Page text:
One of the pitfalls of retirement planning is the “set it and forget it” mindset. Many people have a 401(k) through their employer and contributions are automatically deducted from each paycheck, so they assume that’s all they need to do. Unfortunately, this isn’t always the case. While it’s a good first step, just setting it and forgetting it can cost you thousands – or even hundreds of thousands – of dollars over your lifetime.
Boost your retirement contributions. Many of us set up an automatic contribution from our paychecks when we can, and then let it go. How many raises have you had since you set up your automatic contribution? Perhaps you have found another way to make money or paid off debt and now have additional money coming in. If you have a little more discretionary income, you should boost your retirement contributions.
If your employer offers a match, make sure you are at least getting the maximum available. Even if all you do is increase your monthly contribution by $100, make that move. Chances are you aren’t saving enough.
Go beyond your employer’s plan. Don’t settle for your employer’s plan. Compare it to other options. If the plan is bad, max out your match, and then look into other retirement accounts such as low-cost IRAs. If your employer’s plan is particularly lousy, consider rolling the whole thing into an IRA that you can manage on your own.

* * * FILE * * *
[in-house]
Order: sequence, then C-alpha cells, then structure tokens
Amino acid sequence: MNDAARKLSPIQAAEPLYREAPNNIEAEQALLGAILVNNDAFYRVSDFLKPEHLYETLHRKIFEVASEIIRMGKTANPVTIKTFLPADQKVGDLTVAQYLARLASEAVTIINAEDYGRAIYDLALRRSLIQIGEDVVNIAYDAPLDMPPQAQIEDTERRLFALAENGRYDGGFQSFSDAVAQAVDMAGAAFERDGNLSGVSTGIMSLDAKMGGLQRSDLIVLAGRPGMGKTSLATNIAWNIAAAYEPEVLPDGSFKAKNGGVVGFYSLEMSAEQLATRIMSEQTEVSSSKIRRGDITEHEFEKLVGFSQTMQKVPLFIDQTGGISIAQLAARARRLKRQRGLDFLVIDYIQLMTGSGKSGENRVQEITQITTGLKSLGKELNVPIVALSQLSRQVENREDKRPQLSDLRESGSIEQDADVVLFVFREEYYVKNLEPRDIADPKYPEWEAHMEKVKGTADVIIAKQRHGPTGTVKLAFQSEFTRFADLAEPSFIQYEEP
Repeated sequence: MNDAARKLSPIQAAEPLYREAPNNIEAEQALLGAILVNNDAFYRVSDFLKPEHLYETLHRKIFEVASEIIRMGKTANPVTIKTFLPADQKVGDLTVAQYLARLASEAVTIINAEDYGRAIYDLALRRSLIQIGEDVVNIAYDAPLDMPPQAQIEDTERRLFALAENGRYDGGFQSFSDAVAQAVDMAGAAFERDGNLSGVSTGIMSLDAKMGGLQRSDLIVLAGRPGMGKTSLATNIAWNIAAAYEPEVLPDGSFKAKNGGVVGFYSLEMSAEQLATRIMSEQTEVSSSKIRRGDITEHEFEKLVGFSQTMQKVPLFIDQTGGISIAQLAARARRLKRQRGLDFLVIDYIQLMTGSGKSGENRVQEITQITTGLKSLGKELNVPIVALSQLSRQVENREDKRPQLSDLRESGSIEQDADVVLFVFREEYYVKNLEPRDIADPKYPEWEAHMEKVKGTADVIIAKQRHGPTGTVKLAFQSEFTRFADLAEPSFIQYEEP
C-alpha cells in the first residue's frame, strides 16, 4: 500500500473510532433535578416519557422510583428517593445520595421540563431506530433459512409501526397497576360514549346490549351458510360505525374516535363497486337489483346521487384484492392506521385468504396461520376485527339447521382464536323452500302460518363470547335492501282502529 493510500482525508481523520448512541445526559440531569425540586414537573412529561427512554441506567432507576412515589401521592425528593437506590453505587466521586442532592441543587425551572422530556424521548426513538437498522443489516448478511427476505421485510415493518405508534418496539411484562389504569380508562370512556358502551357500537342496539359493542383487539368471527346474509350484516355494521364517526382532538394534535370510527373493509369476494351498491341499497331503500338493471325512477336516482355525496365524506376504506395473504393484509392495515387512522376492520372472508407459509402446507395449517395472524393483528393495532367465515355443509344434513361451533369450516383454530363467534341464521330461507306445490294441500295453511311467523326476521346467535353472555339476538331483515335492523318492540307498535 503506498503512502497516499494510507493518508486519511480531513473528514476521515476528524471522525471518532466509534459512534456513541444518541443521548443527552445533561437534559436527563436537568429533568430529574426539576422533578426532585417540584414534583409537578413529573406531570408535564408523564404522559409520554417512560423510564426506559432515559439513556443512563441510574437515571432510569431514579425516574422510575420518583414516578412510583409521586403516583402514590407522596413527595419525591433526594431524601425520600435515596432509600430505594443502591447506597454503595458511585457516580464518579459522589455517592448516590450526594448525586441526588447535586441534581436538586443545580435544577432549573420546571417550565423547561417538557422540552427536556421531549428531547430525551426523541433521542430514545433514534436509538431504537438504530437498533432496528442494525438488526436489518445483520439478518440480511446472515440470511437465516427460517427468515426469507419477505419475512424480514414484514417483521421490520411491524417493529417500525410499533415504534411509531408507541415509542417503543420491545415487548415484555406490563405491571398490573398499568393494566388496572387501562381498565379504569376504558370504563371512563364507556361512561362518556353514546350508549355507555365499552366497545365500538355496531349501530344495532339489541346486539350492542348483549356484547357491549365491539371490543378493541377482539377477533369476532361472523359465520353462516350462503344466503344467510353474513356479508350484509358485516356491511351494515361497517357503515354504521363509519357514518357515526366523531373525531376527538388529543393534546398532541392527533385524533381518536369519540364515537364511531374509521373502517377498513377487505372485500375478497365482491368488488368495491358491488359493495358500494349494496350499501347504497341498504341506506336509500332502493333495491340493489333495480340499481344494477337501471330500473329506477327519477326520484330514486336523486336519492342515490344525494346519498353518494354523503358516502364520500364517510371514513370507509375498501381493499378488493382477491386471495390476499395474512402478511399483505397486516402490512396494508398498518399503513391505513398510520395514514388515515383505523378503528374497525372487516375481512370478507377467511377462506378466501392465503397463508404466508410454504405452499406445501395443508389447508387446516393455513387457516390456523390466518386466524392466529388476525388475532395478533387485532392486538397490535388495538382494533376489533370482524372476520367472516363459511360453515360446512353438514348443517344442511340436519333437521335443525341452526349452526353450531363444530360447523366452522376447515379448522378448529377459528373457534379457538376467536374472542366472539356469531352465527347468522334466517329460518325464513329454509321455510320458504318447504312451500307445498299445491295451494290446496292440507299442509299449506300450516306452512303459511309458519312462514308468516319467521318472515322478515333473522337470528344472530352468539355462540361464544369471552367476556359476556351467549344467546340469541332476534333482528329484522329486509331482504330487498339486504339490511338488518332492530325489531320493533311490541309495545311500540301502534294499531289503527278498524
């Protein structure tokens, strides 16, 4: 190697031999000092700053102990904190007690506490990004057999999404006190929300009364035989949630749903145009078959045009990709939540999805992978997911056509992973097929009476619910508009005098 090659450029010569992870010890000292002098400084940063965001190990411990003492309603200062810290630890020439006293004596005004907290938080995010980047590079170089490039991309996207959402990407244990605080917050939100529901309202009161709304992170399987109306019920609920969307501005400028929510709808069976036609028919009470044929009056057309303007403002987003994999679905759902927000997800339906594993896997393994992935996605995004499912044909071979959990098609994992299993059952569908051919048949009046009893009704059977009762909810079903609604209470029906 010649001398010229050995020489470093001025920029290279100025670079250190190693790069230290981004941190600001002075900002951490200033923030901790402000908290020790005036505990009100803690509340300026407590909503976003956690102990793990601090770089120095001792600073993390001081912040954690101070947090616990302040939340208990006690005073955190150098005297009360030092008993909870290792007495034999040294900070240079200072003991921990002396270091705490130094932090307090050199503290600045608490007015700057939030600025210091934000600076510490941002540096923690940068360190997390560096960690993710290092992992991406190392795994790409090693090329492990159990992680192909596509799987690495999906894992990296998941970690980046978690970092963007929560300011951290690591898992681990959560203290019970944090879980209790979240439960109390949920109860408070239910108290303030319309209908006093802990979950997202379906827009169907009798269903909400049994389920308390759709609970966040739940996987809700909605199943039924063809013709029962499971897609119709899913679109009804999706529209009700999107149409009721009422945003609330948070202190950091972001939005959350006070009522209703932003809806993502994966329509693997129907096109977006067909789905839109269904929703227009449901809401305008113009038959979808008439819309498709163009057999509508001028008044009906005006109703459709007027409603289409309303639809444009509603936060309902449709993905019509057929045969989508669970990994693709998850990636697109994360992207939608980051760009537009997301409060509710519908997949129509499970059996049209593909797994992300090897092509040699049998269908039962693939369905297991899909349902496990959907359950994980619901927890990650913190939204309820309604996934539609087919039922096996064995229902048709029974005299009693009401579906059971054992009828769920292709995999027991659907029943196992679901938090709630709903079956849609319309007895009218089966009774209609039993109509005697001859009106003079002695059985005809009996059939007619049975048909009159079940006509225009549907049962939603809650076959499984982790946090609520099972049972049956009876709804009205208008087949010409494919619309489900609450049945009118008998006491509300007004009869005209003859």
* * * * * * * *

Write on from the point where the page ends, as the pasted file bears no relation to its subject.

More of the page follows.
In recent years, it’s come to light that many 401(k) plans charge outrageous fees. You could be losing some of your returns to these fees.
Use new investment tools. There are a number of new investment tools you can use to take your retirement planning to the next level. For example, Personal Capital is a free tool that allows you to automatically track your portfolio including your retirement accounts. You can get an idea of your total asset allocation, and take action when you need to make adjustments.
There’s also a 401(k) analyzer that will tell you exactly how much you’re losing to fees. Armed with this information, you can shop around for a better retirement account that allows you to keep more of your own money.
Other new online investment tools include low-cost portfolio management help through sites like Betterment, FutureAdvisor and Jemstep. You can also use the AARP Social Security Calculator to get an idea of when you should plan to start taking your benefits. A number of other retirement and investment calculators are available to help you chart your future course.
Don’t blindly accept the investment strategy your employer has selected for you by default. Take a look at where you stand, and then take your retirement planning to the next level.